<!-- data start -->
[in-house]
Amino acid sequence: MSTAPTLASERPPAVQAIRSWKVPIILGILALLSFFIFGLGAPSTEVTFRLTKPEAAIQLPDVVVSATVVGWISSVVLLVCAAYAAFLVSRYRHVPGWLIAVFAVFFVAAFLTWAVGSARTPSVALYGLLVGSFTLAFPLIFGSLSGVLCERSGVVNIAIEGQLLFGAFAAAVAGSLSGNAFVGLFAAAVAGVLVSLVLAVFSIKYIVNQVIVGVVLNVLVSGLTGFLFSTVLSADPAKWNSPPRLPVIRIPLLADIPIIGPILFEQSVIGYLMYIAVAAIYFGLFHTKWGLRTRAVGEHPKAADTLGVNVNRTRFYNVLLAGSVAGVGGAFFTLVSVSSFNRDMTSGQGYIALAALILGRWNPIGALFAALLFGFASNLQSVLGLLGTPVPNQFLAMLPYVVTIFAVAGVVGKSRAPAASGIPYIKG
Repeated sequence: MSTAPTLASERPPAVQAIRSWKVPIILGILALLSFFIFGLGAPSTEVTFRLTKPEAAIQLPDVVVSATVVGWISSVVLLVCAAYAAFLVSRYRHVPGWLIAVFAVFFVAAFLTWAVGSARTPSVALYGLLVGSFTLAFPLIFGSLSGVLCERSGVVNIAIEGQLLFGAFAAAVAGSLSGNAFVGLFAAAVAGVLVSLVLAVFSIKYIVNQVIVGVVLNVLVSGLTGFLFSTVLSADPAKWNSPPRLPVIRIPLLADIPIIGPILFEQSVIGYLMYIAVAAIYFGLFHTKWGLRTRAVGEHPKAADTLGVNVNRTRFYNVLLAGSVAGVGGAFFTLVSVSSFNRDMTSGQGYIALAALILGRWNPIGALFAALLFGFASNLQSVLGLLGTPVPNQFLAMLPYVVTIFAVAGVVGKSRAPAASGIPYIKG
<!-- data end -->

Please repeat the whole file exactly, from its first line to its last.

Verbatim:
[in-house]
Amino acid sequence: MSTAPTLASERPPAVQAIRSWKVPIILGILALLSFFIFGLGAPSTEVTFRLTKPEAAIQLPDVVVSATVVGWISSVVLLVCAAYAAFLVSRYRHVPGWLIAVFAVFFVAAFLTWAVGSARTPSVALYGLLVGSFTLAFPLIFGSLSGVLCERSGVVNIAIEGQLLFGAFAAAVAGSLSGNAFVGLFAAAVAGVLVSLVLAVFSIKYIVNQVIVGVVLNVLVSGLTGFLFSTVLSADPAKWNSPPRLPVIRIPLLADIPIIGPILFEQSVIGYLMYIAVAAIYFGLFHTKWGLRTRAVGEHPKAADTLGVNVNRTRFYNVLLAGSVAGVGGAFFTLVSVSSFNRDMTSGQGYIALAALILGRWNPIGALFAALLFGFASNLQSVLGLLGTPVPNQFLAMLPYVVTIFAVAGVVGKSRAPAASGIPYIKG
Repeated sequence: MSTAPTLASERPPAVQAIRSWKVPIILGILALLSFFIFGLGAPSTEVTFRLTKPEAAIQLPDVVVSATVVGWISSVVLLVCAAYAAFLVSRYRHVPGWLIAVFAVFFVAAFLTWAVGSARTPSVALYGLLVGSFTLAFPLIFGSLSGVLCERSGVVNIAIEGQLLFGAFAAAVAGSLSGNAFVGLFAAAVAGVLVSLVLAVFSIKYIVNQVIVGVVLNVLVSGLTGFLFSTVLSADPAKWNSPPRLPVIRIPLLADIPIIGPILFEQSVIGYLMYIAVAAIYFGLFHTKWGLRTRAVGEHPKAADTLGVNVNRTRFYNVLLAGSVAGVGGAFFTLVSVSSFNRDMTSGQGYIALAALILGRWNPIGALFAALLFGFASNLQSVLGLLGTPVPNQFLAMLPYVVTIFAVAGVVGKSRAPAASGIPYIKG